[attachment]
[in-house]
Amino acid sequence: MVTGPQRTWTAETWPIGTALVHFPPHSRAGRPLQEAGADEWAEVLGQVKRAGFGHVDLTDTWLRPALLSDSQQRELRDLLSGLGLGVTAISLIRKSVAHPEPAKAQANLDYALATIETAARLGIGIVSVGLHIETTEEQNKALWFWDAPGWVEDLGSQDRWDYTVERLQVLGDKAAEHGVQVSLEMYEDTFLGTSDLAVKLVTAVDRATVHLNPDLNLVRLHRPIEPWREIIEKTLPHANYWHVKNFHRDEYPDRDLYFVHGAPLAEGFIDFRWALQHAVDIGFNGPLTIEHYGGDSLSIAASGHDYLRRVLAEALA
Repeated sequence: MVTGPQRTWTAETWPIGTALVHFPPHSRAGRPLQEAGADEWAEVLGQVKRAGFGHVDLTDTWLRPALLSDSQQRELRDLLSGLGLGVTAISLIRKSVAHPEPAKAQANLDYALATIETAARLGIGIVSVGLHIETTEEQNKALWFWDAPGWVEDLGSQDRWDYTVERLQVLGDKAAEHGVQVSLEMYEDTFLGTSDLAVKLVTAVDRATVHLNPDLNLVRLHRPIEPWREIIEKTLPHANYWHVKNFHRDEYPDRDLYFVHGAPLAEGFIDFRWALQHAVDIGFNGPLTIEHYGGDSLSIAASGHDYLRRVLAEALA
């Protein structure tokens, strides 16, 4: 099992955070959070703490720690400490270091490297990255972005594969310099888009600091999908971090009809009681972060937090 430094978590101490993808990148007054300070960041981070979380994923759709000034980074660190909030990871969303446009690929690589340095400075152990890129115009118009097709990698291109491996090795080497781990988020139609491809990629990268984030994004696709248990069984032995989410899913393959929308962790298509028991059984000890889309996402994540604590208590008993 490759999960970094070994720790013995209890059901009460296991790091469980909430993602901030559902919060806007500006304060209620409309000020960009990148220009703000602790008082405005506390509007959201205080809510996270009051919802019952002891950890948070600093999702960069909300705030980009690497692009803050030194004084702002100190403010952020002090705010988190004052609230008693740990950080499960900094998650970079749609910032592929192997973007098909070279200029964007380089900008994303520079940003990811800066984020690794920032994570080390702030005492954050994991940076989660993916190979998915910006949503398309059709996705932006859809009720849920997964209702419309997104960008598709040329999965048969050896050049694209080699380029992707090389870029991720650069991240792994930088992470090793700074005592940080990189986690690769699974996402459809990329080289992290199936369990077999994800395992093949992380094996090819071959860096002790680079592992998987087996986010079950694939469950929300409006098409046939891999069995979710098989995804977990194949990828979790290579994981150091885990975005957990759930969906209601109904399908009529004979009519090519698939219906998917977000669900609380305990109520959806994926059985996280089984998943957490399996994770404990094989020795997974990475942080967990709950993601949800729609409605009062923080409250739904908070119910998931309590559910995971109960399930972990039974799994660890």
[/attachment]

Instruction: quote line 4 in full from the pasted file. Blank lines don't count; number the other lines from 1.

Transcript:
């Protein structure tokens, strides 16, 4: 099992955070959070703490720690400490270091490297990255972005594969310099888009600091999908971090009809009681972060937090 430094978590101490993808990148007054300070960041981070979380994923759709000034980074660190909030990871969303446009690929690589340095400075152990890129115009118009097709990698291109491996090795080497781990988020139609491809990629990268984030994004696709248990069984032995989410899913393959929308962790298509028991059984000890889309996402994540604590208590008993 490759999960970094070994720790013995209890059901009460296991790091469980909430993602901030559902919060806007500006304060209620409309000020960009990148220009703000602790008082405005506390509007959201205080809510996270009051919802019952002891950890948070600093999702960069909300705030980009690497692009803050030194004084702002100190403010952020002090705010988190004052609230008693740990950080499960900094998650970079749609910032592929192997973007098909070279200029964007380089900008994303520079940003990811800066984020690794920032994570080390702030005492954050994991940076989660993916190979998915910006949503398309059709996705932006859809009720849920997964209702419309997104960008598709040329999965048969050896050049694209080699380029992707090389870029991720650069991240792994930088992470090793700074005592940080990189986690690769699974996402459809990329080289992290199936369990077999994800395992093949992380094996090819071959860096002790680079592992998987087996986010079950694939469950929300409006098409046939891999069995979710098989995804977990194949990828979790290579994981150091885990975005957990759930969906209601109904399908009529004979009519090519698939219906998917977000669900609380305990109520959806994926059985996280089984998943957490399996994770404990094989020795997974990475942080967990709950993601949800729609409605009062923080409250739904908070119910998931309590559910995971109960399930972990039974799994660890």